His gift for being able to see both sides of our human predicament is what I admire most about Will Campbell. He mirrors the life of Jesus, who not only loved and understood his own and those who were being oppressed, but also his enemies and the oppressors. And Jesus, we believe, is the human face of God.
My own experience over the years in ministry and counseling has borne out the truth of what Campbell wrote in his autobiography “Brother to a Dragonfly” – that “the one who understands the nature of tragedy can never take sides.” I’ve also learned that it’s much easier to talk about than it is to practice – even with God’s help.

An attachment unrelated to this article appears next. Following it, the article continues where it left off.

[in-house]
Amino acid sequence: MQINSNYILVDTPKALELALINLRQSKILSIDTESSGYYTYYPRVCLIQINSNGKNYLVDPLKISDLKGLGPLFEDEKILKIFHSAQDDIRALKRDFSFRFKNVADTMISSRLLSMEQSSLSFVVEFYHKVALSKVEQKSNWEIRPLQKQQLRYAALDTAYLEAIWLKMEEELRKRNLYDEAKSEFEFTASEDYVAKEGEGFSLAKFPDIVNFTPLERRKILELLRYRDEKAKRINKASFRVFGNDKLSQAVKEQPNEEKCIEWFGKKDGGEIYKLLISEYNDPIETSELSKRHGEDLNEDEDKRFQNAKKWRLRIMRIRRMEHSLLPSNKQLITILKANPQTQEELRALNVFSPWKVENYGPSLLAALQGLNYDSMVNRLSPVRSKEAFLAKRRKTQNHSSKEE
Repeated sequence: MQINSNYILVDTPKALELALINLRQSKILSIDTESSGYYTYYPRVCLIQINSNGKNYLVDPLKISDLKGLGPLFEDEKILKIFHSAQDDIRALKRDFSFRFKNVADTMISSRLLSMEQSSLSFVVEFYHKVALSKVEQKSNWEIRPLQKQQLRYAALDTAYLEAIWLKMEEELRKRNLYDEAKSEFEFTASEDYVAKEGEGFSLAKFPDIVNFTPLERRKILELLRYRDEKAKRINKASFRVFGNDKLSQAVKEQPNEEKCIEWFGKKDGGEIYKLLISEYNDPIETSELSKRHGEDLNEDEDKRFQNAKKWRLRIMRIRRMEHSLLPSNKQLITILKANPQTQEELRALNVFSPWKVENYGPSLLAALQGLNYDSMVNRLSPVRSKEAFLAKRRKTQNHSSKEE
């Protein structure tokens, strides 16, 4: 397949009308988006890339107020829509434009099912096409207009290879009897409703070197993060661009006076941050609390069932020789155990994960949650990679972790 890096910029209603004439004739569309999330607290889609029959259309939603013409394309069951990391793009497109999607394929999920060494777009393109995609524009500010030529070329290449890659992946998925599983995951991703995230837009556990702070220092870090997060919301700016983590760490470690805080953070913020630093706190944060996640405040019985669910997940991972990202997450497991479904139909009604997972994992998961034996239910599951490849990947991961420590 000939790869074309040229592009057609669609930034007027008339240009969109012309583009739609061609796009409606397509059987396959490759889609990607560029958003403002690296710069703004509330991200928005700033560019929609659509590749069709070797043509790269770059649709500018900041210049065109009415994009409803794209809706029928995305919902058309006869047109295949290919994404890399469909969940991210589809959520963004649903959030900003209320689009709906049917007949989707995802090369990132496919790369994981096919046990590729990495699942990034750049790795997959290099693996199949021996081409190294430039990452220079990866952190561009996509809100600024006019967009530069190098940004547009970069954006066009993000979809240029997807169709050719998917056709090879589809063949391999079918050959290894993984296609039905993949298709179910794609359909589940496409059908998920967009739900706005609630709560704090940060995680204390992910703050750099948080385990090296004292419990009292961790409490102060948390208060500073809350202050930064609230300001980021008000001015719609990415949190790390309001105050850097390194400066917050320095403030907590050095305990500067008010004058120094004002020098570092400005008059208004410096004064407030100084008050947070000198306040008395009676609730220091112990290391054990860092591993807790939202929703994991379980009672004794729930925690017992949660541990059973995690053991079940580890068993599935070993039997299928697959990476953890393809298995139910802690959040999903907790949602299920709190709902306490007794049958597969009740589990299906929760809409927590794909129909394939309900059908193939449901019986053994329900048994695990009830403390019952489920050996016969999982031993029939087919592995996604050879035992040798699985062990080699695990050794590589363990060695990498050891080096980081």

In this young millennium, when tragedies too often divide us, we would do well to heed the call of Jesus and his “bootleg preacher” to respect and better understand each other and our own inwardly divided selves.
Lord, in the words of Francis of Assisi, grant that we might not so much seek to be understood as to understand; to be loved as to love. Amen.
John Paul Carter’s “Notes From the Journey” is a regular feature of the Weatherford Democrat.